West syndrome associated with mosaic duplication of FOXG1 in a patient with maternal uniparental disomy of chromosome 14

Department of Pediatrics, Epilepsy Center, Nishi-Niigata Chuo National Hospital, Japan.
American Journal of Medical Genetics Part A (Impact Factor: 2.16). 10/2011; 155A(10):2584-8. DOI: 10.1002/ajmg.a.34224
Source: PubMed


FOXG1 on chromosome 14 has recently been suggested as a dosage-sensitive gene. Duplication of this gene could cause severe epilepsy and developmental delay, including infantile spasms. Here, we report on a female patient diagnosed with maternal uniparental disomy of chromosome 14 and West syndrome who carried a small supernumerary marker chromosome. A chromosomal analysis revealed mosaicism of 47,XX, + mar[8]/46,XX[18]. Spectral karyotyping multicolor fluorescence in situ hybridization analysis confirmed that the marker chromosome was derived from chromosome 14. A DNA methylation test at MEG3 in 14q32.2 and microsatellite analysis using polymorphic markers on chromosome 14 confirmed that the patient had maternal uniparental disomy 14 as well as a mosaic small marker chromosome of paternal origin containing the proximal long arm of chromosome 14. Microarray-based comparative genomic hybridization analysis conclusively defined the region of the gain of genomic copy numbers at 14q11.2-q12, encompassing FOXG1. The results of the analyses of our patient provide further evidence that not only duplication but also a small increase in the dosage of FOXG1 could cause infantile spasms.

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    • "Recently, FOXG1 was reported to be a dose-sensitive gene whose duplication could result in severe epilepsy, infantile spasms and developmental delay [Yeung et al., 2009; Brunetti-Pierri et al., 2011], while its deletion could cause seizures, but not infantile spasms [Tohyama et al., 2011]. "
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    ABSTRACT: Small supernumerary marker chromosomes (sSMC) are structurally abnormal chromosomes, generally equal in size or smaller than a chromosome 20 of the same metaphase spread. Most of them are unexpectedly detected in routine karyotype analyses, and it is usually not easy to correlate them with a specific clinical picture. A small group of sSMCs is derived from more than one chromosome, called complex sSMCs. Here, we report on a patient with a de novo complex sSMC, derived from chromosomes 8 and 14. Banding karyotype analysis, multiplex ligation-dependent probe amplification (MLPA), single nucleotide polymorphism (SNP)-based array, and fluorescence in situ hybridization (FISH) were performed to investigate its origin. Array and FISH analyses revealed a der(14)t(8;14)(p23.2;q22.1)dn. The propositus presents some clinical features commonly found in patients with partial duplication or triplication of 8p and 14q. This is the first report describing a patient with a congenital der(14)t(8;14)(p23.2;q22.1)dn sSMC.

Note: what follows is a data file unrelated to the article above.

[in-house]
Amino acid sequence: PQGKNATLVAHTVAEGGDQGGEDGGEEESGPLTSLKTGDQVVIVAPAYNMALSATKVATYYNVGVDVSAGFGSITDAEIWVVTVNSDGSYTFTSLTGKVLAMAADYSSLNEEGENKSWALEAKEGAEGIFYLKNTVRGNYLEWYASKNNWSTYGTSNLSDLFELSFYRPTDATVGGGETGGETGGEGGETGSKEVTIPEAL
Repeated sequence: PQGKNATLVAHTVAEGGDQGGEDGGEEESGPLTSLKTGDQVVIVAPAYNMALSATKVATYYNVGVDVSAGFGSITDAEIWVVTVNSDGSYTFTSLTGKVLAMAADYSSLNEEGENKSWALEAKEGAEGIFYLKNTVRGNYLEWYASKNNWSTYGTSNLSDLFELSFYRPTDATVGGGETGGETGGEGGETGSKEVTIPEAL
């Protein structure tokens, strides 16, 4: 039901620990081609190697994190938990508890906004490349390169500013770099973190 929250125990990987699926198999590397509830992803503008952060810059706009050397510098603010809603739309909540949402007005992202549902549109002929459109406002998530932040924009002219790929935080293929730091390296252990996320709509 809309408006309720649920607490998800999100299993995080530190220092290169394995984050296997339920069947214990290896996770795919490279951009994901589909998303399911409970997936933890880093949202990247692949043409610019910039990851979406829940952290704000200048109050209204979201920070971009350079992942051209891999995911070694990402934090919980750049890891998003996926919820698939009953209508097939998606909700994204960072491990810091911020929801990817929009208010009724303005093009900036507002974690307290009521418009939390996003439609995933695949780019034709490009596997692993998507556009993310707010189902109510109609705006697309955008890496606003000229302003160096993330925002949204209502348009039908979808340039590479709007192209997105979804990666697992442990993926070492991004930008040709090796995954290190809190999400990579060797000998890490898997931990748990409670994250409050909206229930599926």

Cytogenetic and Genome Research 03/2013; 139(4). DOI:10.1159/000348743 · 1.56 Impact Factor
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    • "We have identified known causative CNVs in three patients with isolated epilepsy and seven patients with epilepsy and other neurodevelopmental abnormalities (Table I). A number of studies have suggested that increased dosage of FOXG1 mapping to chromosome 14q12 is pathogenic for developmental delay, cognitive impairment with speech delay, and epilepsy [Yeung et al., 2009; Brunetti-Pierri et al., 2011; Paciorkowski et al., 2011; Striano et al., 2011; Tohyama et al., 2011]. However, recently, Amor et al. [2012] reported a familial case of an $88 kb duplication in 14q12, encompassing FOXG1, associated only with isolated hemifacial microsomia . "
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    American Journal of Medical Genetics Part B Neuropsychiatric Genetics 10/2012; 159B(7):760-71. DOI:10.1002/ajmg.b.32081 · 3.42 Impact Factor
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    European journal of human genetics: EJHG 01/2012; 20(6):595-6; author reply 596-7. DOI:10.1038/ejhg.2011.267 · 4.35 Impact Factor
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